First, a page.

It is important to comprehend the evolutionary dynamics of the influenza virus, which will enable scientists evolve better strategies to tackle the virus.
Dr. Eddie C. Holmes of the Department of Biology at Pennsylvania State University and colleagues at the National Institutes of Health, the Wordsworth Center and the Institute for Genomic Research, employed genomic analysis to scrutinize the evolutionary characteristics of the H3N2 subtype of human influenza A virus.
With the help of a sample group of 413 complete influenza genomes from across New York State, scientists conducted a comparative study. Viral strains which are genetically different are mingling within any season and rarely indulge in gene exchange. Also, adaptive evolution takes place infrequently in the influenza virus; events that happen by chance have a great influence on the variety and evolution of the virus.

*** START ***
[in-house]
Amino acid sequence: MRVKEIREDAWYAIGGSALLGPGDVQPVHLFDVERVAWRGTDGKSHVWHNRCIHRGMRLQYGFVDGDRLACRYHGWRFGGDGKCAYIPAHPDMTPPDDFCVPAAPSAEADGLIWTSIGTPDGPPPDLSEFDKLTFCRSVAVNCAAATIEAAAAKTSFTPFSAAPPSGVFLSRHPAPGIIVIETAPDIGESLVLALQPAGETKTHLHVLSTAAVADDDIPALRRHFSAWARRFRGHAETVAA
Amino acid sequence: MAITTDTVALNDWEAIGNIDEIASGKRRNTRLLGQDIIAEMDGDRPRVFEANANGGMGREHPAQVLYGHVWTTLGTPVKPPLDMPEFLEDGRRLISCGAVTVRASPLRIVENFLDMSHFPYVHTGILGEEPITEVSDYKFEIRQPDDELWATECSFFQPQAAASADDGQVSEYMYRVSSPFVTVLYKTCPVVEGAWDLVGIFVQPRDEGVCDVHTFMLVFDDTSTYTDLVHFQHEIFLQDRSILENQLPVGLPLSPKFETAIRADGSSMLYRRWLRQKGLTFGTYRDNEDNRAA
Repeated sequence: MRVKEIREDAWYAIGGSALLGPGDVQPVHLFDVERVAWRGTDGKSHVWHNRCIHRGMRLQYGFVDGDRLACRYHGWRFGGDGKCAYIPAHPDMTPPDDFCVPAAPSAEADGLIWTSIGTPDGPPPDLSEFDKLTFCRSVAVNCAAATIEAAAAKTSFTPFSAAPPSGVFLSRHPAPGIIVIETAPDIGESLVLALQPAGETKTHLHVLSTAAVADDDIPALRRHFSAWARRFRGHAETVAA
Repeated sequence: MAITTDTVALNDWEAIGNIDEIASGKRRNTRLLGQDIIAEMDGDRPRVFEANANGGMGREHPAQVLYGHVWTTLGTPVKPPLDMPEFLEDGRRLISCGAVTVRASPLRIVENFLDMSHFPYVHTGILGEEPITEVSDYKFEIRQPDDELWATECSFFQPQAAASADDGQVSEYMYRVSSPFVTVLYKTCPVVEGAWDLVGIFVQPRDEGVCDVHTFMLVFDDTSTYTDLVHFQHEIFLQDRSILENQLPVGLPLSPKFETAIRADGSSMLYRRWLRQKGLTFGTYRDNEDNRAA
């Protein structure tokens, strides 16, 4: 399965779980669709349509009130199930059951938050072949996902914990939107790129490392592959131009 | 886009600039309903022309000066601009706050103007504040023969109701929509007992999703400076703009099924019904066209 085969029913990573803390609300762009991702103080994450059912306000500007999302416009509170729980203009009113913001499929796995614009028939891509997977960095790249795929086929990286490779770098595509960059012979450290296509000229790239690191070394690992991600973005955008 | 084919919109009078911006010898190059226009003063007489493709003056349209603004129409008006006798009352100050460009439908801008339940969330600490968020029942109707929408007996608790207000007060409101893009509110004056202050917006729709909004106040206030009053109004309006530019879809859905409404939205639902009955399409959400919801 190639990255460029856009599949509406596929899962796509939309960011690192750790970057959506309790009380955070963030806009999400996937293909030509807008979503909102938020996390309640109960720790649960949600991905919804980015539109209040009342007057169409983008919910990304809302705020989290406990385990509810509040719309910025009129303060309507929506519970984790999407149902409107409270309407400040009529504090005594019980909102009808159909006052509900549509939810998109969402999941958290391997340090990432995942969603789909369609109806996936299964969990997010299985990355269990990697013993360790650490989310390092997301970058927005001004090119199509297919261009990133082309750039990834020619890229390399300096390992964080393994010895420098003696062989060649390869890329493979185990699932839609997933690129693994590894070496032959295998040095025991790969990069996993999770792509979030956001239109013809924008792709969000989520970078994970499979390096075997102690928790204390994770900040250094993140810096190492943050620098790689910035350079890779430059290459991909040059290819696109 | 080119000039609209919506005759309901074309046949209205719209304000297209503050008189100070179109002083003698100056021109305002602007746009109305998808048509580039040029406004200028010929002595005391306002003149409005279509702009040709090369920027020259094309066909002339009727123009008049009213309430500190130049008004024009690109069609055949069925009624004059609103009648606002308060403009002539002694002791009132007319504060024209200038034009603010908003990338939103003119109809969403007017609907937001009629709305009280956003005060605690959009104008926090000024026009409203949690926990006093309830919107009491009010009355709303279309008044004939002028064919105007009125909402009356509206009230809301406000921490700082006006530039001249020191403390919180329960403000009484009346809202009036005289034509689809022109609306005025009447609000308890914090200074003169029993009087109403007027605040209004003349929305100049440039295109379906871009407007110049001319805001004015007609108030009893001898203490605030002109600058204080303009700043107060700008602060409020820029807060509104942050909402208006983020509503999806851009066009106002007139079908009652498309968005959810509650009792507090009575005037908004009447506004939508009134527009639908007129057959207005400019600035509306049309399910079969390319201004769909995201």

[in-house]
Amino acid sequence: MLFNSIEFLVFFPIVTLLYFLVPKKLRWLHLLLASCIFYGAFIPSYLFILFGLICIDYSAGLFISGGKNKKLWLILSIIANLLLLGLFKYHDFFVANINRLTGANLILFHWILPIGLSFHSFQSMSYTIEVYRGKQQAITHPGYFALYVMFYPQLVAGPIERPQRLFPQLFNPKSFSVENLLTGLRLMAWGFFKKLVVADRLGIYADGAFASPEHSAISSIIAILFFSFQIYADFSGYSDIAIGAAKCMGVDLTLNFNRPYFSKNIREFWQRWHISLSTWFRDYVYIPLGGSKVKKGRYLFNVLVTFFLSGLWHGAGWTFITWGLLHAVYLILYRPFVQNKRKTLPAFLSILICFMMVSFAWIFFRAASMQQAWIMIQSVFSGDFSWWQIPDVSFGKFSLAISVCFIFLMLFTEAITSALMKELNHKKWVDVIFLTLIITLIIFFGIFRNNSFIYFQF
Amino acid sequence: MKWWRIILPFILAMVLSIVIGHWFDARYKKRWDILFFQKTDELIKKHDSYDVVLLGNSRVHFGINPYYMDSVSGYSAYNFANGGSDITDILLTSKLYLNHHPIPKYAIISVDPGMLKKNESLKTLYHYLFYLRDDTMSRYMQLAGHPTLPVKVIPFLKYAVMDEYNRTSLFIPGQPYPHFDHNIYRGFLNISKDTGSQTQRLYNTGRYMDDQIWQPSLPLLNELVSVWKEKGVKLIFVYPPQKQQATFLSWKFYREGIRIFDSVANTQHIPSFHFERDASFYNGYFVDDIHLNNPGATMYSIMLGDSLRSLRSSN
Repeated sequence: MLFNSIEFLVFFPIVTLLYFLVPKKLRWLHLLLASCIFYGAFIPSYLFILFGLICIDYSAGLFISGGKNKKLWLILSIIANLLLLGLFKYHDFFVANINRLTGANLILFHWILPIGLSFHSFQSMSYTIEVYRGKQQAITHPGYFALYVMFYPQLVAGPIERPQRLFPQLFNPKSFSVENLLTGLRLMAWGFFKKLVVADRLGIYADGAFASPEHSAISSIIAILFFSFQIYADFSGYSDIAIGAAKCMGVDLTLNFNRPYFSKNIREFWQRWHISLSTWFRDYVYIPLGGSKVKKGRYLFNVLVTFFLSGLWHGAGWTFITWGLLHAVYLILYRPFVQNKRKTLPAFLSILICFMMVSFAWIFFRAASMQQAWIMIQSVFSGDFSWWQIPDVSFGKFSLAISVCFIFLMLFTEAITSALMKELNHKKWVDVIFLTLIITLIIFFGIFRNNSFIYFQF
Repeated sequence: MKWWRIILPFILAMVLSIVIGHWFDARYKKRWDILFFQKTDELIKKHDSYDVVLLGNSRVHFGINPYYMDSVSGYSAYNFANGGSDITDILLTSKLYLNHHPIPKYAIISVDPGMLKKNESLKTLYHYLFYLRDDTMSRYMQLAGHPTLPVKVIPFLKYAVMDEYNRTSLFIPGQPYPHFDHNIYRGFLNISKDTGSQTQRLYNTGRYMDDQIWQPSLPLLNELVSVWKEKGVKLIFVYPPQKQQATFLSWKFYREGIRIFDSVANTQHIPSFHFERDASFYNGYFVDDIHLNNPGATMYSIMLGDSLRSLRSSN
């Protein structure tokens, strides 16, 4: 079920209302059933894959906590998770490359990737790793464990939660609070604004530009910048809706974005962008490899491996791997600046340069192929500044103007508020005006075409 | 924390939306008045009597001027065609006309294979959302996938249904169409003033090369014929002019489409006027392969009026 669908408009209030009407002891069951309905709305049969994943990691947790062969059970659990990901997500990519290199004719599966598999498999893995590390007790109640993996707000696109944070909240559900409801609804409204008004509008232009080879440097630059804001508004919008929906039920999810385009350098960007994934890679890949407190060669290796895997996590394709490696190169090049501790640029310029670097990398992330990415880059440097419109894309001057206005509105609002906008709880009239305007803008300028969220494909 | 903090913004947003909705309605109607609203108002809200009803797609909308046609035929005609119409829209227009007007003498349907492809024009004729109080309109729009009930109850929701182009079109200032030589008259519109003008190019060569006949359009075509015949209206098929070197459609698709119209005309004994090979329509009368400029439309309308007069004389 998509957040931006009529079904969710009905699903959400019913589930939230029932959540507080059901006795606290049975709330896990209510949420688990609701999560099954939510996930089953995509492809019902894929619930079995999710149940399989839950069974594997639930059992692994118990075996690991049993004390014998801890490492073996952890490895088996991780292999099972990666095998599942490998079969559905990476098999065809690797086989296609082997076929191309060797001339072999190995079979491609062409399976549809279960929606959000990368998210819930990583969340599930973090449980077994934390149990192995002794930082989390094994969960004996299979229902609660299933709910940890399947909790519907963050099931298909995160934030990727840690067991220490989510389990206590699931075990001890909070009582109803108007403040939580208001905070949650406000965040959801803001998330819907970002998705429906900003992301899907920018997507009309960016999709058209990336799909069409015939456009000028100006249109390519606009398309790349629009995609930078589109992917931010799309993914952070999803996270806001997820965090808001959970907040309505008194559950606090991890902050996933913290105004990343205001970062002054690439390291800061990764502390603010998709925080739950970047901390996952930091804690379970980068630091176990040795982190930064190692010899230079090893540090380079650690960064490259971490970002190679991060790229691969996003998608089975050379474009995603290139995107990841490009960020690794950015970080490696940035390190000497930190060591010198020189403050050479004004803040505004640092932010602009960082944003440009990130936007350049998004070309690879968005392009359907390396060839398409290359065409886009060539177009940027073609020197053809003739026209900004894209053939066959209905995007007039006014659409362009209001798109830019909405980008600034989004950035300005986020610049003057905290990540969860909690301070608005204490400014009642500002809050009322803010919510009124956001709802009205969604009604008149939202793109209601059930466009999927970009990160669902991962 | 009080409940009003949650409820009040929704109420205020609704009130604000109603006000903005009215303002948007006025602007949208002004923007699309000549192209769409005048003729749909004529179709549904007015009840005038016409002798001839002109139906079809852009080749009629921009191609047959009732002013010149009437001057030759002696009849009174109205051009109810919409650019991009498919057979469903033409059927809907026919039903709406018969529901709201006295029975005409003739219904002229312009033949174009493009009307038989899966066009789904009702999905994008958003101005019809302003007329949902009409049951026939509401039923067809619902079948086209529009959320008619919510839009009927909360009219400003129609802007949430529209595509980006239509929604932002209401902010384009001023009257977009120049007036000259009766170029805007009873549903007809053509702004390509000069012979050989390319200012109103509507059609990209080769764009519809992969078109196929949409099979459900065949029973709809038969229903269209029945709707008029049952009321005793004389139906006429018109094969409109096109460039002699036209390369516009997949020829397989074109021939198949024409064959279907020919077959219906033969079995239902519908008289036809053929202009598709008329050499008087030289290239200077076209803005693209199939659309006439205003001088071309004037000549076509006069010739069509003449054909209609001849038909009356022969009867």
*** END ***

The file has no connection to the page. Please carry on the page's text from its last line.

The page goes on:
These important reasons render the influenza virus extremely unpredictable, hence forecasting the pattern of evolution of the influenza virus is difficult, but extremely crucial to evolve fruitful strategies to contain the virus.